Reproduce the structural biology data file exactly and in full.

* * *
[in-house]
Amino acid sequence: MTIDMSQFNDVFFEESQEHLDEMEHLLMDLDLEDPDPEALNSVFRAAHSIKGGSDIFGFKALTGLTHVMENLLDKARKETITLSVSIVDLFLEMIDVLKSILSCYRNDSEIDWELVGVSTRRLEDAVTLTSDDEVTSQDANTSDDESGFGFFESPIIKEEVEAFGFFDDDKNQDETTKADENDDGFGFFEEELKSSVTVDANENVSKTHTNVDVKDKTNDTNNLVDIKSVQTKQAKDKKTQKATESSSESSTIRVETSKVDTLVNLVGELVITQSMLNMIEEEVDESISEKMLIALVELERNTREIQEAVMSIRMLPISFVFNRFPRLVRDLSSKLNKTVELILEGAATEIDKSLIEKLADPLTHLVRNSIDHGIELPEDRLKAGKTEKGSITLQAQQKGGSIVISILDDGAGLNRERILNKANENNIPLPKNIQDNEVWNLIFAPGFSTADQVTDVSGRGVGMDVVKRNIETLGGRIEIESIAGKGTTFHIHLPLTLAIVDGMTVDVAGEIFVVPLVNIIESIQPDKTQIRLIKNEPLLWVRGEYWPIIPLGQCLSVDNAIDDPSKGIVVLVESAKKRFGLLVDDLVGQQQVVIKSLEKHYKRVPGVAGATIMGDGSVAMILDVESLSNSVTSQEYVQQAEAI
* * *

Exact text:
[in-house]
Amino acid sequence: MTIDMSQFNDVFFEESQEHLDEMEHLLMDLDLEDPDPEALNSVFRAAHSIKGGSDIFGFKALTGLTHVMENLLDKARKETITLSVSIVDLFLEMIDVLKSILSCYRNDSEIDWELVGVSTRRLEDAVTLTSDDEVTSQDANTSDDESGFGFFESPIIKEEVEAFGFFDDDKNQDETTKADENDDGFGFFEEELKSSVTVDANENVSKTHTNVDVKDKTNDTNNLVDIKSVQTKQAKDKKTQKATESSSESSTIRVETSKVDTLVNLVGELVITQSMLNMIEEEVDESISEKMLIALVELERNTREIQEAVMSIRMLPISFVFNRFPRLVRDLSSKLNKTVELILEGAATEIDKSLIEKLADPLTHLVRNSIDHGIELPEDRLKAGKTEKGSITLQAQQKGGSIVISILDDGAGLNRERILNKANENNIPLPKNIQDNEVWNLIFAPGFSTADQVTDVSGRGVGMDVVKRNIETLGGRIEIESIAGKGTTFHIHLPLTLAIVDGMTVDVAGEIFVVPLVNIIESIQPDKTQIRLIKNEPLLWVRGEYWPIIPLGQCLSVDNAIDDPSKGIVVLVESAKKRFGLLVDDLVGQQQVVIKSLEKHYKRVPGVAGATIMGDGSVAMILDVESLSNSVTSQEYVQQAEAI